I came across this article in the current issue of Reader's Digest - thought I'd share!13 Things Your Real Estate Agent Wonâ€™t Tell You
From hosting an open house to getting an estimate of your property's value, these real estate tips from the experts ought to help in today's tough market.
by Michelle Crouch from Reader's Digest Magazine April 2012 | April 2012
Your open house helps me more than it helps you.
The majority of visitors arenâ€™t buyersâ€”theyâ€™re nosy neighborsâ€”and that gives me an opportunity to hand out my card and possibly gain new clients.
Plug-in air fresheners are a turnoff to a lot of people.
If you want your house to smell good, bake cookies right before a showing.
If you get a call saying that some buyers want to see your house in 15 minutes, let them in even if itâ€™s a bit messy.
Those last-minute types typically make impulsive decisions, and they just might decide to buy a house that day.
In this kind of market, donâ€™t be offended by a low-ball offer.
You have a better chance of getting that person to pay than finding someone new.
If Iâ€™m hugely successful, you may not get the benefit of my experience.
A well-known agent may pass you off to a junior agent after you sign the contract. Ask me exactly who will be handling your phone calls, marketing your house, and taking you to look at homes before you sign to ensure you get exactly what youâ€™re paying for.
Make sure you read my listing or buyerâ€™s contract carefully before signing it.
There may be an extra â€œadministrative feeâ€ ranging from $250 to $1,500 on top of my standard commission, intended to cover my brokerageâ€™s administrative costs. Similar to my commission, this fee is negotiable.
Donâ€™t skip the final walk-through.
Itâ€™s your last chance to make sure that repairs were done properly, that the ownerâ€™s personal items have been removed, and that the items you agreed should stay are still there. Iâ€™ve seen stoves, washers and dryers, and beautiful chandeliers walk right out the door.
Beware of sellerâ€™s agents who overestimate your houseâ€™s selling price.
Theyâ€™re hoping youâ€™ll choose them over other agents who will price it more realistically. We call that â€œbuying your listing,â€ and it guarantees your house will sit on the market for a very long time.
Houses without furniture donâ€™t look larger.
Empty rooms may actually appear smaller because the buyers canâ€™t get a sense of how much furniture will fit.
My No. 1 selling tip: Clear off counter tops in the bathrooms and kitchen.
Americans love that wide-open counter space.
For an estimate of property values in certain states, check zillow.com, but donâ€™t lock on to that number.
Desktop appraisal systems assess how nearby homes with similar square footage have sold; they donâ€™t consider home interior.
If Iâ€™m new in the business, my references are likely to be relatives or good friends.
So when you call, always ask how they found me.Â
I canâ€™t share the economic standing or predominant ethnic background of the people in the area or the local crime rate.
If I did, I would violate Fair Housing laws. So look them up yourself!Â Â
The commission is always negotiable upfront, before you sign a contract.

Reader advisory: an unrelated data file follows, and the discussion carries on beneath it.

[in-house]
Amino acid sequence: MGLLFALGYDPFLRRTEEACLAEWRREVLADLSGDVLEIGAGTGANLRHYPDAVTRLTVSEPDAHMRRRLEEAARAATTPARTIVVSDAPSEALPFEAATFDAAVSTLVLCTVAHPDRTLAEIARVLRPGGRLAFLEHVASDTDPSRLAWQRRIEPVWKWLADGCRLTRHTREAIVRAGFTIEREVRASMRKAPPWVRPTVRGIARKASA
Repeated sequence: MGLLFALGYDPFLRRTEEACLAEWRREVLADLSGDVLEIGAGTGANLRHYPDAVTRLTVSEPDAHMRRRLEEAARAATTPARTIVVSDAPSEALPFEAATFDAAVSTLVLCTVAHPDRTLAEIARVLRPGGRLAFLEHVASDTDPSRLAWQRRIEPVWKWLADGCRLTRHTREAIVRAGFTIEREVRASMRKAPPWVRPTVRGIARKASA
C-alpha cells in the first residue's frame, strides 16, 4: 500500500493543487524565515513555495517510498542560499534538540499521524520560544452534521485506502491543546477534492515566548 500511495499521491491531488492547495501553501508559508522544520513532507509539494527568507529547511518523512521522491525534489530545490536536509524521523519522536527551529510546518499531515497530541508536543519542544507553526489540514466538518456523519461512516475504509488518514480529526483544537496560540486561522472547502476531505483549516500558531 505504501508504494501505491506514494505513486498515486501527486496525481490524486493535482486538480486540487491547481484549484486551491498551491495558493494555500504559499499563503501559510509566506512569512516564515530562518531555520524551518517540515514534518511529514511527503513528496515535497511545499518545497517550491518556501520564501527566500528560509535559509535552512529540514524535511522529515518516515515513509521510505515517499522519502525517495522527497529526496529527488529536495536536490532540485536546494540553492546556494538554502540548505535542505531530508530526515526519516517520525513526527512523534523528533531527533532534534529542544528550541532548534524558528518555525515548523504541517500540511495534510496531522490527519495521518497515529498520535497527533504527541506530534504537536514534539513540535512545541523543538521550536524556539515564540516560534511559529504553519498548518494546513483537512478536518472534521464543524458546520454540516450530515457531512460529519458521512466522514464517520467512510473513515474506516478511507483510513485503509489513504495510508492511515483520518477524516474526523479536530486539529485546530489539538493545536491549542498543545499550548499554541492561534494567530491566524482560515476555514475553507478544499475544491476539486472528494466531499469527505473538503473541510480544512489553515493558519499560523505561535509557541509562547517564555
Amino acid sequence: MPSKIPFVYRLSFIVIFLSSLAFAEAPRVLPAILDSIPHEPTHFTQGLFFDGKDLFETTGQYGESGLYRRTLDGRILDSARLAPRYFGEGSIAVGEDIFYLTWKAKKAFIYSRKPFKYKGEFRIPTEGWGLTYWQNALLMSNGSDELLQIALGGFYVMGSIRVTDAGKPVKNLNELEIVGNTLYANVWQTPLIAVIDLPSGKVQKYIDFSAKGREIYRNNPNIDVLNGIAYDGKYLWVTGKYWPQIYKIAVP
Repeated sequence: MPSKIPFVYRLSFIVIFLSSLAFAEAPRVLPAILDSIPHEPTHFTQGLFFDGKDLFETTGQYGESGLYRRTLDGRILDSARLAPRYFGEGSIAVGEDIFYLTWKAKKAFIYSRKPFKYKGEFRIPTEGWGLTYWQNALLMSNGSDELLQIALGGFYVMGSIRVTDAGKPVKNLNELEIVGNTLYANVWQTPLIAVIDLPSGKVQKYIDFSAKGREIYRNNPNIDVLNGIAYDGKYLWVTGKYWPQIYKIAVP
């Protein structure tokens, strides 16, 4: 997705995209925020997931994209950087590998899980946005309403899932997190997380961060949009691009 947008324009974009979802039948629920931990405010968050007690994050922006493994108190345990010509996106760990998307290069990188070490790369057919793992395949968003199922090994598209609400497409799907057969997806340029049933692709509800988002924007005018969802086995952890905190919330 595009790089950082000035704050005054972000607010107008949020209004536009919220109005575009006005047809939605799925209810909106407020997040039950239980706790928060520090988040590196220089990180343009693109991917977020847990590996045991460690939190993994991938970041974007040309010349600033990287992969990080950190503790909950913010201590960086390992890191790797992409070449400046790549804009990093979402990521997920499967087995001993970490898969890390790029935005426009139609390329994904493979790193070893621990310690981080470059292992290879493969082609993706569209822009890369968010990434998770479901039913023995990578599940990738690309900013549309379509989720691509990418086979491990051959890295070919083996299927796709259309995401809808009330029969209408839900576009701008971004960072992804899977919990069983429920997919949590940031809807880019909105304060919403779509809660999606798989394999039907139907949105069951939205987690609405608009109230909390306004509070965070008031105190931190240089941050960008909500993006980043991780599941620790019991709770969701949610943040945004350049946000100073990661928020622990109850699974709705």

You can even make it part of the transaction. If you and your buyer are $4,000 apart, for example, ask the agents if they are willing to reduce their commissions by $2,000 each to bring the deal together.Â
Yes, staging your home by getting rid of clutter and bringing in furniture or accessories can help it sell.
But music, champagne glasses next to the bed and fake pies on the countertop? Thatâ€™s going overboard, and it will turn some buyers off.Â Â
That big commission check doesnâ€™t go straight into my pocket.
First I divide it with my brokerage, and then most of us have to pay our own expenses, including the sign we put outside your house, your lockbox, access to the MLS, association membership and more. At the end of the day, out of that $6,000, I may really just be getting $2,500.Â
Even if Iâ€™ve had my license a few years, I may be a soccer coach moonlighting as a real estate agent, and yours may be the first home Iâ€™ve tried to sell in years.
Ask how many transactions I completed last year, and Google my name to see if it comes up on real estate forums and websites.Â
It might make more sense for you to rent.
It often costs less, gives you the flexibility to move at a momentâ€™s notice and you wonâ€™t have to shell out a lot of cash for unexpected repairs.
If your house is for sale and the lawn next door is starting to look overgrown, cut the dang grass for your neighbors.
Itâ€™s a small thing, but it can make a huge difference.Â
As a rule, we donâ€™t like people who roll out of bed, do a two-week course and all of a sudden theyâ€™re an agent.
If I have an agent I have to teach on the other end of the table and someone else brings me an offer at the same time, I will encourage my clients to take the other offer.
Iâ€™ve walked in on homeless people squatting, on couples having sex and more.
As a real estate agent, our safety is compromised every time we walk into an empty house.
I know itâ€™s heart-breaking, but the fact that your house was worth a lot more a few years ago is simply not relevant.
Youâ€™ve got to be realistic about todayâ€™s market.
Sources: Licensed real estate agents Nicole Tucker in Dallas and Eric Bramlett in Austin, Texas; broker Karyn Anjali Glubis in Tampa, Florida; Rob Foley, a former real estate lawyer who now owns Vermontâ€™s Flat Fee Real Estate; and a Realtor in Los Angeles.